Our building was constructed using red sandstone between 1864-1868 in the Early English style. It was designed by one of the pre-eminent ecclesiastical architects of the 19th century, G.E. Street. Originally the tower was designed to include a  parapet and a spire, as plans by G.F. Bodley (kept in the church) show, but due to concerns over mineshafts in the area and the possible weight of a spire these elements were never built.

Internally there  are a number of important features to see:

1. The Painted Reredos:


This focuses on the birth of Jesus and particularly the visit of the magi (wise men) which is recorded in Matthew 2. Gifts of gold frankincense and myrrh were brought which remind us that Jesus is God's long promised king (gold) , who was born to die (myrrh) and who is able to represent us before God the Father (frankincense). The reredos was installed in 1875-7 and has a crested timber frame.

2. The East Window:  


This focuses on the crucifixion. God is not remote from us. He entered our world as a person (Jesus), felt our pain and died in our place. All four Gospels detail Jesus death. On the cross a great exchange takes place - he takes on Himself our wrong doing, dying in our place. Through faith in Jesus death on  the cross it is possible for us to receive forgiveness and friendship with God. No wonder the cross is such a popular Christian symbol! The window itself was designed by Clayton and Bell and was installed in 1876-7.


3. The Lady Chapel Windows:


These depict angelic musicians and at the top there is a depiction of Christ as the reigning King of Heaven. It is a reminder that Jesus did not stay dead. The Gospels record that several days after His death on the cross, Jesus rose from the tomb where he had been placed. After appearing to his disciples numerous times over a period of 40 days, he ascended into Heaven. These windows are the work of the renowned artist William Morris (whilst the windows on the South side of the chapel were done by his company).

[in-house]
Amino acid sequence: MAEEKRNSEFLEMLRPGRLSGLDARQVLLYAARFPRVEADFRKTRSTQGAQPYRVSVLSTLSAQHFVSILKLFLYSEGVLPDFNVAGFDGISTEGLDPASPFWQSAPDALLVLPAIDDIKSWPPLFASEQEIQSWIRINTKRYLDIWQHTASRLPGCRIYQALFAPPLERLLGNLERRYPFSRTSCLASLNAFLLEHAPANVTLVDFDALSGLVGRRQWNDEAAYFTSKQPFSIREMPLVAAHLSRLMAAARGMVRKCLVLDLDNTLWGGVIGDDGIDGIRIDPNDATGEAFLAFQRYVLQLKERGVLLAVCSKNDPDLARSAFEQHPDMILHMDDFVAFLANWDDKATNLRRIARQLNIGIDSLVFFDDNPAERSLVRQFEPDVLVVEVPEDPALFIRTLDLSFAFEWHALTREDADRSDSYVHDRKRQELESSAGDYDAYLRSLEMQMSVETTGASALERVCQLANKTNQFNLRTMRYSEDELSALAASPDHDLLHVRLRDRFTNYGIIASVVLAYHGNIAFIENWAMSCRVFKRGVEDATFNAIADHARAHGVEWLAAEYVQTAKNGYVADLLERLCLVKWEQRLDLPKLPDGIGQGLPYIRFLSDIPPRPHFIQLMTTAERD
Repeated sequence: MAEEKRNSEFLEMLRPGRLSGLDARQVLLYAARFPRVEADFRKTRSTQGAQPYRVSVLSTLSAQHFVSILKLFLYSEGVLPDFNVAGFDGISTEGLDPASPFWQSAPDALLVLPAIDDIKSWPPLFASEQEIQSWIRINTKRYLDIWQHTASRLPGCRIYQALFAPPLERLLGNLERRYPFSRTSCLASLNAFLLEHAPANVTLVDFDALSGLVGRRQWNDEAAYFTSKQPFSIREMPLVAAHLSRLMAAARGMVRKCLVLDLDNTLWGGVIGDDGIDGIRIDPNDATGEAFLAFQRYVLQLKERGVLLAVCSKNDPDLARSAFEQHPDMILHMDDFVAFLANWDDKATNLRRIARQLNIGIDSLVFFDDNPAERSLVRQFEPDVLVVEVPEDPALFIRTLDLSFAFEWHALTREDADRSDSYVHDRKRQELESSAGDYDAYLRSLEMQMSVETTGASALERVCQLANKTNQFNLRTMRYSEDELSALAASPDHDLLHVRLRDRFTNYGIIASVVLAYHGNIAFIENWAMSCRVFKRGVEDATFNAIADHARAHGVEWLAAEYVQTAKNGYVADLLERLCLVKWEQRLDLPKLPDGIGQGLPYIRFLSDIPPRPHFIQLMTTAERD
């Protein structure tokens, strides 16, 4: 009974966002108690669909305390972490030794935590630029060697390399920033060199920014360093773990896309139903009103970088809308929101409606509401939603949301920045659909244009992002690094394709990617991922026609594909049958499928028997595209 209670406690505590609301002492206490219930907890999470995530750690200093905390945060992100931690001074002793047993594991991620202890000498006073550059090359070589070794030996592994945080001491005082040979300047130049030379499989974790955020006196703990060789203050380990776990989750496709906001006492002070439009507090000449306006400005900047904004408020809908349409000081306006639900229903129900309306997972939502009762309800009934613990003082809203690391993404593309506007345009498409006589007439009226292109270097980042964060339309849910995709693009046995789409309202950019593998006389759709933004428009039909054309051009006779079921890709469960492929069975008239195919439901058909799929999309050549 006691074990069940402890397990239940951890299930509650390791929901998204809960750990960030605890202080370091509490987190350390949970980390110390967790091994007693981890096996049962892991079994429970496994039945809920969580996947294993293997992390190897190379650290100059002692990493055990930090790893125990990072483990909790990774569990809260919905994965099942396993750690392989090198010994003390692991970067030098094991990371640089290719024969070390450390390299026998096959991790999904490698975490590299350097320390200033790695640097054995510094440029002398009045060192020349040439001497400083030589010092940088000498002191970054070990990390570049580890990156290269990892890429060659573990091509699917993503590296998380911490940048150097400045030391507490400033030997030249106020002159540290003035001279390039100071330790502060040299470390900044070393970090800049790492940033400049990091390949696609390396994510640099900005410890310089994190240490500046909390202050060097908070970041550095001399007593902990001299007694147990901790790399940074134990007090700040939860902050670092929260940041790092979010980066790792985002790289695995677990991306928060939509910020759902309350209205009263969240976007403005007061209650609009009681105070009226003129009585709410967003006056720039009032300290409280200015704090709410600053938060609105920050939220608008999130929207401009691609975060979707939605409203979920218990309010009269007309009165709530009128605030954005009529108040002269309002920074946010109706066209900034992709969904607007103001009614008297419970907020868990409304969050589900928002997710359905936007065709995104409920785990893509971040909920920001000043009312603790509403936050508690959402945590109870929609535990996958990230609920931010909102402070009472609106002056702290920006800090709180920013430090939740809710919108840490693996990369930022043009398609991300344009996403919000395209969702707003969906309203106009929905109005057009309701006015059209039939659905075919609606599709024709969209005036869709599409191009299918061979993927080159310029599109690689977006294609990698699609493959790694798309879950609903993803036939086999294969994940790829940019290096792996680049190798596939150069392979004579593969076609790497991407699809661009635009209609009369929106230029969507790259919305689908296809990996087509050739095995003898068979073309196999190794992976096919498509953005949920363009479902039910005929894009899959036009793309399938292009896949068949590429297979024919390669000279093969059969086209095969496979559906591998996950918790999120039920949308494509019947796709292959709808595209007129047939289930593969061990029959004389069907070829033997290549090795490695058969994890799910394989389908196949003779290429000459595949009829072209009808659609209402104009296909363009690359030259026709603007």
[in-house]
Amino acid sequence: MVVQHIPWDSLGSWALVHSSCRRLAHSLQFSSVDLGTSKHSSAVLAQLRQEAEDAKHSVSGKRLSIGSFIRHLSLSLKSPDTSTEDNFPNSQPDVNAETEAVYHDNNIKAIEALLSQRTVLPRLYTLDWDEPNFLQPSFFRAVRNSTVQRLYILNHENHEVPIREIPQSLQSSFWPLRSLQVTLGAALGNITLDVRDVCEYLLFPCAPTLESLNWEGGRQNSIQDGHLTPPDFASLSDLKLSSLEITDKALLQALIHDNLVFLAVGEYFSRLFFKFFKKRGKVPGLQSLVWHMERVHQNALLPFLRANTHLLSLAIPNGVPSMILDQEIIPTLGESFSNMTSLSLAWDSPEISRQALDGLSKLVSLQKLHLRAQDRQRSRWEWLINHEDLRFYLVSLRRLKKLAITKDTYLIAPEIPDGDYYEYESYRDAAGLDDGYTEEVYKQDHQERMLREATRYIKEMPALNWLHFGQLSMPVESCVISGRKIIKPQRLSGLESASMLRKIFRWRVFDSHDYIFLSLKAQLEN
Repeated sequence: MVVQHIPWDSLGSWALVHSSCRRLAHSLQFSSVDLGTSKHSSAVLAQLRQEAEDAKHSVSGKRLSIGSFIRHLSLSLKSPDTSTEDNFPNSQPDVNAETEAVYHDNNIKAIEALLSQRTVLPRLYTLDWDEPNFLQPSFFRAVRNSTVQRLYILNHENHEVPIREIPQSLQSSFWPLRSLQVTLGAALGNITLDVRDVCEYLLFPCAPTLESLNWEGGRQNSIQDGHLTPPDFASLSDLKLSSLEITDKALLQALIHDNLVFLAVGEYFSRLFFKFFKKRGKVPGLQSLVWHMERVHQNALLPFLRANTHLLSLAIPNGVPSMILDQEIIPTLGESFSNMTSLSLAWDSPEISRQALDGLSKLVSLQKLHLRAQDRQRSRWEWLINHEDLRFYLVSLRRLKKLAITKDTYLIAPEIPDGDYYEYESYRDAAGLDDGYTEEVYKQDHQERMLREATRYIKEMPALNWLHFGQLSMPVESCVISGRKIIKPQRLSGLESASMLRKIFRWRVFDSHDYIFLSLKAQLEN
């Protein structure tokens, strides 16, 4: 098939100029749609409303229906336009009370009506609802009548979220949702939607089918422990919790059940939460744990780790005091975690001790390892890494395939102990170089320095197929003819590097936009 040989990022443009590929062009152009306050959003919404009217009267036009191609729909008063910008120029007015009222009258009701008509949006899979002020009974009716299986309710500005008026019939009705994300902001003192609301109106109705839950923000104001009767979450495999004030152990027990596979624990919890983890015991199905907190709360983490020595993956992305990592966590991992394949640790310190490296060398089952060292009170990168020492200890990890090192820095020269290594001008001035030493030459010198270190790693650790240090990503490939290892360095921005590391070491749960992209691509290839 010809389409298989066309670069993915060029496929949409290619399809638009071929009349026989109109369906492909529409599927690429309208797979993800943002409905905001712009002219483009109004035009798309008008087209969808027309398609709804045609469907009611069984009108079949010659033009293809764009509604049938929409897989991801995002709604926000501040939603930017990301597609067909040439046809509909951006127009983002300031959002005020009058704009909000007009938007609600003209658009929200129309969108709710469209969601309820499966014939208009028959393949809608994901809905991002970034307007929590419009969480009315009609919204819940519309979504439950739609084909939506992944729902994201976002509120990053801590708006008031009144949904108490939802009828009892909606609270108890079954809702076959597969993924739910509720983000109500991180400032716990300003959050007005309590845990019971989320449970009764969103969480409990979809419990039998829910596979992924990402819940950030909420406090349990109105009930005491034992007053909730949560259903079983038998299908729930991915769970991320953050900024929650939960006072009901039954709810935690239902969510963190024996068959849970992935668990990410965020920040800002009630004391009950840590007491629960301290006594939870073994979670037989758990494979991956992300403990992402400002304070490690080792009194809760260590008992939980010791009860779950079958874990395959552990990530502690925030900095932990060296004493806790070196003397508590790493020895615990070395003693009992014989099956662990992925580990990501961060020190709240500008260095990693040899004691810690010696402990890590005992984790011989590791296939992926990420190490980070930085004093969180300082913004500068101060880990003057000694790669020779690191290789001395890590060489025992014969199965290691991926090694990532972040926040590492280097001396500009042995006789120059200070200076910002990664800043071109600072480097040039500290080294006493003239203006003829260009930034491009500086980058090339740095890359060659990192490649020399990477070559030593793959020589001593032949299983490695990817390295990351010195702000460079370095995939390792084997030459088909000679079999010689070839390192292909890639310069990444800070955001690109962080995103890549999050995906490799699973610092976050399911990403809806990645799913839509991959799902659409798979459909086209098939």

4. The West Window:


Again, this window reminds us that Christ is reigning in glory as we await His return as the judge of the living and the dead. An 1881 edition of Artist  recorded the following: “Sir Edward Burne-Jones, has designed a beautiful west nave window for St. Nicholas’s Church, Whiston, the subject of which is “Paradise,” and the rose window at the uppermost part of the window is “Our Lord in Glory, enthroned among the Angels,” while below, in the lancet lights, is a verdant landscape with paths around, and among the foliage and flowers, ascending and descending these paths are angels in praise, robed in white, and carrying musical instruments. The effect of these angels with their ruby pink wings on the different greens of the landscape, is very noteworthy, and the whole effect is greatly enhanced by the bits of sky, which appear at the horizon, as it were of the landscape.”

Do come and take a look at these features and others from our history which bear witness to His story: Who Jesus is and why He is worthy of our devotion. 

Our church building is grade II listed. 
For further information see here

We need your consent to load the translations

We use a third-party service to translate the website content that may collect data about your activity. Please review the details in the privacy policy and accept the service to view the translations.